The victors of the 1979 Islamic Revolution of Iran believed in an economic miracle and assumed they would be reaching their Utopia in no time based on Islamic fundamentalism and their motto of “neither East, nor West” Article 12 of the Constitution of the Islamic Republic of Iran sets the regime's objectives as "A fair economy based on Islamic criteria to create welfare and eliminate poverty and deprivation in the areas of nutrition, housing, employment, health and insurance."
After forty years, the dreams are gone and nightmares have remained. These nightmares are not the result of war and sanctions. It is Iran's economic as well as domestic and foreign policies that have prevented the country's modernization and hindered the flourishing of its capabilities. These nightmares include:
1.An Over-Controlling Government
A modern country needs a small, agile, rational and honest government and a legal and political system that would open the doors to freedom of business and fill any void in the market where needed. But the Iranian economy is controlled by the government, overburdened by costly operations. The government itself lacks self-confidence and suffers from a lack of popular trust. At the same time, it constantly intervenes in whatever sectors that are still not directly under its control. The Heritage Foundation has ranked Iran 156 among 180 countries in terms of economic liberties.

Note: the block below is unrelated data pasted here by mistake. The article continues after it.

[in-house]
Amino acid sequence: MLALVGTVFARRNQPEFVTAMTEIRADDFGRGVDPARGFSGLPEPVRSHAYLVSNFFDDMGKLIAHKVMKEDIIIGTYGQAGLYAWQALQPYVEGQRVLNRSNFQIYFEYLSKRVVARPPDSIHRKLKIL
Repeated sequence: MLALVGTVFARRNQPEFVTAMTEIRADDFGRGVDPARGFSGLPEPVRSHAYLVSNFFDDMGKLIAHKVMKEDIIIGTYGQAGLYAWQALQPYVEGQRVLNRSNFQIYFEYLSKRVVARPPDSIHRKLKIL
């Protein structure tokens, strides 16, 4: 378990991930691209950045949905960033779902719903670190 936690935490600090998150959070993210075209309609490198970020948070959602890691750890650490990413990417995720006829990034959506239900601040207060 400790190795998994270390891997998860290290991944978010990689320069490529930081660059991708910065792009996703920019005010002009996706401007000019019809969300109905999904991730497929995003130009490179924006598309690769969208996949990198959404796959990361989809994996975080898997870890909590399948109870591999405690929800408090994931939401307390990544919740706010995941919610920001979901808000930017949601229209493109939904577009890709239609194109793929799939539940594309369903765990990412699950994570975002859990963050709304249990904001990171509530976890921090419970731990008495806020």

The government's budget comprises some 80 percent of the gross national product (GDP). Government-owned companies devour a large part of the budget, causing budget deficits. Meanwhile they claim the lion's share of the facilities that should have been put at the disposal of private investors. There are also companies that operate under the control of the Islamic Revolution Guards Corps (IRGC) and those affiliated with various state-supported foundations. All of them consume the government's resources.
2. The Curse of Oil